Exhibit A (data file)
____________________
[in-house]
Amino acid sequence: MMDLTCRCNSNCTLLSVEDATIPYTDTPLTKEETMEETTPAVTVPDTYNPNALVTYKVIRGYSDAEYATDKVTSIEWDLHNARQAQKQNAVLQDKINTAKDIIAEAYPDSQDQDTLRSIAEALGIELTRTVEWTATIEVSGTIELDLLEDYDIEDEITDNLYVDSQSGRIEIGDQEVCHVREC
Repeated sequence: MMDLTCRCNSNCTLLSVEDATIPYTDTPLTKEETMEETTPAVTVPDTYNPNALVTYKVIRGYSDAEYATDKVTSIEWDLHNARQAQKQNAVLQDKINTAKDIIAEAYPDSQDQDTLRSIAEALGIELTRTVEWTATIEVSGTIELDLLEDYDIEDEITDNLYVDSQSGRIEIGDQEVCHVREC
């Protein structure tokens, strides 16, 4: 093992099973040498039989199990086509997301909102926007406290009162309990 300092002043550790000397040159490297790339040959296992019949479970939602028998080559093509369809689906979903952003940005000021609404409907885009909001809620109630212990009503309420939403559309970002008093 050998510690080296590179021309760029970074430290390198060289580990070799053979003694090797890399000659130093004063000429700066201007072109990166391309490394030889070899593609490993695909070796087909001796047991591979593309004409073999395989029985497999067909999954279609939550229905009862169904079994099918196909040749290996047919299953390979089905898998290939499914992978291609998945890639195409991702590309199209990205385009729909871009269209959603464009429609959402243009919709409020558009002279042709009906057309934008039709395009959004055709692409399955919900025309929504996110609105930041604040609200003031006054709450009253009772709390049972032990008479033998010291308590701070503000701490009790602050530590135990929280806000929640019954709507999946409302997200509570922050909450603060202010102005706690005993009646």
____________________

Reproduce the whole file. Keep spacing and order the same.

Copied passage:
[in-house]
Amino acid sequence: MMDLTCRCNSNCTLLSVEDATIPYTDTPLTKEETMEETTPAVTVPDTYNPNALVTYKVIRGYSDAEYATDKVTSIEWDLHNARQAQKQNAVLQDKINTAKDIIAEAYPDSQDQDTLRSIAEALGIELTRTVEWTATIEVSGTIELDLLEDYDIEDEITDNLYVDSQSGRIEIGDQEVCHVREC
Repeated sequence: MMDLTCRCNSNCTLLSVEDATIPYTDTPLTKEETMEETTPAVTVPDTYNPNALVTYKVIRGYSDAEYATDKVTSIEWDLHNARQAQKQNAVLQDKINTAKDIIAEAYPDSQDQDTLRSIAEALGIELTRTVEWTATIEVSGTIELDLLEDYDIEDEITDNLYVDSQSGRIEIGDQEVCHVREC
């Protein structure tokens, strides 16, 4: 093992099973040498039989199990086509997301909102926007406290009162309990 300092002043550790000397040159490297790339040959296992019949479970939602028998080559093509369809689906979903952003940005000021609404409907885009909001809620109630212990009503309420939403559309970002008093 050998510690080296590179021309760029970074430290390198060289580990070799053979003694090797890399000659130093004063000429700066201007072109990166391309490394030889070899593609490993695909070796087909001796047991591979593309004409073999395989029985497999067909999954279609939550229905009862169904079994099918196909040749290996047919299953390979089905898998290939499914992978291609998945890639195409991702590309199209990205385009729909871009269209959603464009429609959402243009919709409020558009002279042709009906057309934008039709395009959004055709692409399955919900025309929504996110609105930041604040609200003031006054709450009253009772709390049972032990008479033998010291308590701070503000701490009790602050530590135990929280806000929640019954709507999946409302997200509570922050909450603060202010102005706690005993009646």